Farmers can often benefit from investments in agricultural activities that require higher initial investments but are ultimately more profitable if those investments carry risks such as: generating high profits. Banks and other intermediaries working with agricultural producers bear the same risks as their agricultural customers, so they too may be reluctant to invest in agriculture as they may default during or after a natural hazard such as a weather event. Risk management strategies involving risk sharing include but are not limited to agricultural financing, leasehold and prize pool agreements, agricultural futures contracts and future market hedging. In addition, agricultural insurance can be an important means of transferring some of these risks (Mersha 2001).

According to Norton et al. (2012), weather index insurance is a promising tool for transferring risk from rural communities to global insurance pools. Index insurance refers to insurance policies based on an index of weather variables such as rainfall for drought insurance that acts as a proxy for crop yield. The impacts of climate change and climate change-related agriculture are immense (Sibiko 2016). For example, rising temperatures and unpredictable seasonal rainfall are already adversely affecting global grain production, especially in vulnerable regions of South Asia and Africa. Norton et al. (2012) further argue that insurance contracts are based on objectively observed weather variables in the region, a costly and potentially subjective adjustment process. It avoids some of the shortcomings of the base insurance product. In developing countries, a single contract can cover all local farmers, even if it is prohibitively expensive to adapt to individual farmland conditions.

The general problem is the perceived high risks faced by smallholder irrigation schemes on crop production, transactions and human resources which often affect their farming operations as well as their livelihoods. Regardless of the affordability aspect of South African crop insurance, currently available insurance products include Multi-Peril Crop Insurance (MPCI) and Hail Plus Coverage. Therefore, the probit regression model was used to analyse the main problem of the study. Importantly, this study contributes to the growing literature on the uptake of index-based crop insurance in South Africa and classifies the key challenges driving the significant rescaling and expansion of this insurance plan as a climate change adaptation strategy.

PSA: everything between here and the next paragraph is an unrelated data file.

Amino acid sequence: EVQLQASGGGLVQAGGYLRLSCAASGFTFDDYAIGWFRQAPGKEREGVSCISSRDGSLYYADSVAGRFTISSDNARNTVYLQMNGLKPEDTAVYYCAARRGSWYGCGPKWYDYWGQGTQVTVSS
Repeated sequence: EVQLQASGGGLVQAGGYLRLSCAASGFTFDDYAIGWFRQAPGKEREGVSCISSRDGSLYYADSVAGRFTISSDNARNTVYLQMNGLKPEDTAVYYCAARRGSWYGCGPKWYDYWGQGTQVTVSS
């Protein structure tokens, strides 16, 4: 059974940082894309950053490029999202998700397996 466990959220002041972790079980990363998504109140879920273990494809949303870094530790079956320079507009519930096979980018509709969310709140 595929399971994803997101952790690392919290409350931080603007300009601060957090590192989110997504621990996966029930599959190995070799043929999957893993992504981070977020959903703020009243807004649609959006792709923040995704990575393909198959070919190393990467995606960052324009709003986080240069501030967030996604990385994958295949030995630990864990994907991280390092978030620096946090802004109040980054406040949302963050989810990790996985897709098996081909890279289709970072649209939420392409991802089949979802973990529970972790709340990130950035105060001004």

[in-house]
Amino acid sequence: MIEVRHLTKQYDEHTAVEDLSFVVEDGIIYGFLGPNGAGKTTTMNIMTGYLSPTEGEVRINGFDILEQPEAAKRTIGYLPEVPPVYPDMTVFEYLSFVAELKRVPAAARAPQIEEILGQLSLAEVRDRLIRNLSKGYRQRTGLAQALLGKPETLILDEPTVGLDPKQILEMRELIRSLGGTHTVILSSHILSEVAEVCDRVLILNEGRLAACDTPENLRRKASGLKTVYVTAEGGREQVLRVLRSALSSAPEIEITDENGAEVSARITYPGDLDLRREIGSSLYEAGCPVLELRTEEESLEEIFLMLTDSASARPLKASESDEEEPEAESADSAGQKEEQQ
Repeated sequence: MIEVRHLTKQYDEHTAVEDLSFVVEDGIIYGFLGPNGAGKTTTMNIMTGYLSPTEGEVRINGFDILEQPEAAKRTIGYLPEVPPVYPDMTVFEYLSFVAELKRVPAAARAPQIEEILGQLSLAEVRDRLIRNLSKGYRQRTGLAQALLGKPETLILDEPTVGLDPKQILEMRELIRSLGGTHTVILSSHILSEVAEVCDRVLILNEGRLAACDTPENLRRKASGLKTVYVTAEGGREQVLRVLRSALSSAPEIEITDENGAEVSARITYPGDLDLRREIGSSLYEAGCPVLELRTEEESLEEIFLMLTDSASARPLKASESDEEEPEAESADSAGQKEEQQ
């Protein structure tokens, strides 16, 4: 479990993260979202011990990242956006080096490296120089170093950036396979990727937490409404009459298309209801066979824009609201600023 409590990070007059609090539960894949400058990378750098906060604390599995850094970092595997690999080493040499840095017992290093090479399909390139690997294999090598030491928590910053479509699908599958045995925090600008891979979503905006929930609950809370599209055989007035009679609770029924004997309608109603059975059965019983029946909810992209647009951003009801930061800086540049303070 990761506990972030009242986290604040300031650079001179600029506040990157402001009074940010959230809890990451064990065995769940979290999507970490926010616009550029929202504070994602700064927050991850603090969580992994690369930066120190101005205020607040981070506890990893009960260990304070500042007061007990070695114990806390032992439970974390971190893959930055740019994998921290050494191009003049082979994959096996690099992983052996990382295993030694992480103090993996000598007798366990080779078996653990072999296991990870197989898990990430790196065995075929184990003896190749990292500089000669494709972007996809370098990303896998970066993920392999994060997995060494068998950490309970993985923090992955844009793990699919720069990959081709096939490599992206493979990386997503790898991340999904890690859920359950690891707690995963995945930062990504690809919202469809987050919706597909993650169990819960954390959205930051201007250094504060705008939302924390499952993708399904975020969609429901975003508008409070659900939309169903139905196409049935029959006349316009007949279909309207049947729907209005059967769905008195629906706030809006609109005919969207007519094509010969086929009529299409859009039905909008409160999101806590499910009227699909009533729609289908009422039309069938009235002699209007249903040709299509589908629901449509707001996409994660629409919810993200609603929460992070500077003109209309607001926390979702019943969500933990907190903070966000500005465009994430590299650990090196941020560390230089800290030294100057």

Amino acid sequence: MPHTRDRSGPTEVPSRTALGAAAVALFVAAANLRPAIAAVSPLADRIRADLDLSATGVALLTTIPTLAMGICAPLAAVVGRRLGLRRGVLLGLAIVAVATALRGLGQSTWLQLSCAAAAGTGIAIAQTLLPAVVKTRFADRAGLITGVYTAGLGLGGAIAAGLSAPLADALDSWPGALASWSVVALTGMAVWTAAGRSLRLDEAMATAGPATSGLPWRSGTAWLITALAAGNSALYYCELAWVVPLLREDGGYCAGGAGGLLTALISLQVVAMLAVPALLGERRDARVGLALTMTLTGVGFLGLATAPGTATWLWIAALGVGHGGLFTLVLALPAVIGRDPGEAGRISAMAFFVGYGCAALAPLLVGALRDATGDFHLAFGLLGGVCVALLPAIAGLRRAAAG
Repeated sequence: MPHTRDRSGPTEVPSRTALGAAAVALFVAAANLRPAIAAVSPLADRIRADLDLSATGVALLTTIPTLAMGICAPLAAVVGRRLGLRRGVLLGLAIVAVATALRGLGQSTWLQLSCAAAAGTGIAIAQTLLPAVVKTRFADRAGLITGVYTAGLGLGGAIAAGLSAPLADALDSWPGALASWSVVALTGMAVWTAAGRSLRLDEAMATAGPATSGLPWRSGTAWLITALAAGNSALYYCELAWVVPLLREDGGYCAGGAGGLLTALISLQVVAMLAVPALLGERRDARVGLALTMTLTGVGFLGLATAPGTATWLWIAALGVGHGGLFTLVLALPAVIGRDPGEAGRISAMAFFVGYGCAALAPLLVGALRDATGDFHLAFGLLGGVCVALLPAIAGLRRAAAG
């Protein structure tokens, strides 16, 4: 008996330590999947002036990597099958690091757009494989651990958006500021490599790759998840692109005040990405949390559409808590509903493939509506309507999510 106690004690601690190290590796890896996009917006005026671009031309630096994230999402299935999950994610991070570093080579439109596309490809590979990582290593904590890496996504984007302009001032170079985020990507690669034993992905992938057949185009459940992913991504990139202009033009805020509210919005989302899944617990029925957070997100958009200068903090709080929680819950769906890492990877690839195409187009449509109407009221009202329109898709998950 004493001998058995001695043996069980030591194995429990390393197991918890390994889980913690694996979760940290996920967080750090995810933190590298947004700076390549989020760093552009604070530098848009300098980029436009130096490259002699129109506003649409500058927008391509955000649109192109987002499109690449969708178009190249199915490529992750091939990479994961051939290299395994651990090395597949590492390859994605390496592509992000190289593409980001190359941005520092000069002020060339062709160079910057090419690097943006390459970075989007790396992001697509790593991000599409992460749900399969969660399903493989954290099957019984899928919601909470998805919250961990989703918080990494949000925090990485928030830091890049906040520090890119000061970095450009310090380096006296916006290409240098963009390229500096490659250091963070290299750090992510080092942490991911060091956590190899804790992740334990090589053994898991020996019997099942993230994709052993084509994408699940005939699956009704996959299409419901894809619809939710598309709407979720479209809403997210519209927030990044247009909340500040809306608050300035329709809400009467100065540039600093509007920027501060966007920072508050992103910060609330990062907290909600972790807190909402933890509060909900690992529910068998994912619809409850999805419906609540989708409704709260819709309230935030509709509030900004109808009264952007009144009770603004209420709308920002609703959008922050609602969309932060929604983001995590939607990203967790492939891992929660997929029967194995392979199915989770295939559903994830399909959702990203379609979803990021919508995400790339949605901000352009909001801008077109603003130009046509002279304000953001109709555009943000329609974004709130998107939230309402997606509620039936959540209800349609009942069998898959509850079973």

Status quo on the use of agricultural insurance by farmers

According to Nieuwoudt (2000), South Africa’s attempt to broaden access to drought-inclusive insurance was not particularly successful. In general, agricultural insurance is one method by which farmers can stabilise farm income and investment from the terrible effect of loss because of natural hazards or low market prices. In recent years, South African agriculture has become a volatile environment that is mainly influenced by climate conditions and economic instabilities, risks and uncertainty are intrinsic to the farming environment. The main uncertainty that the South African farming environment is currently facing is the implementation of policies, specifically the land reform policies (Scheepers 2017). The land reform and redistribution in South Africa have resulted in new farmers struggling to own their land and therefore not having collateral to use as required for access to financial credit.

Empirical studies on the benefit of adopting agricultural insurance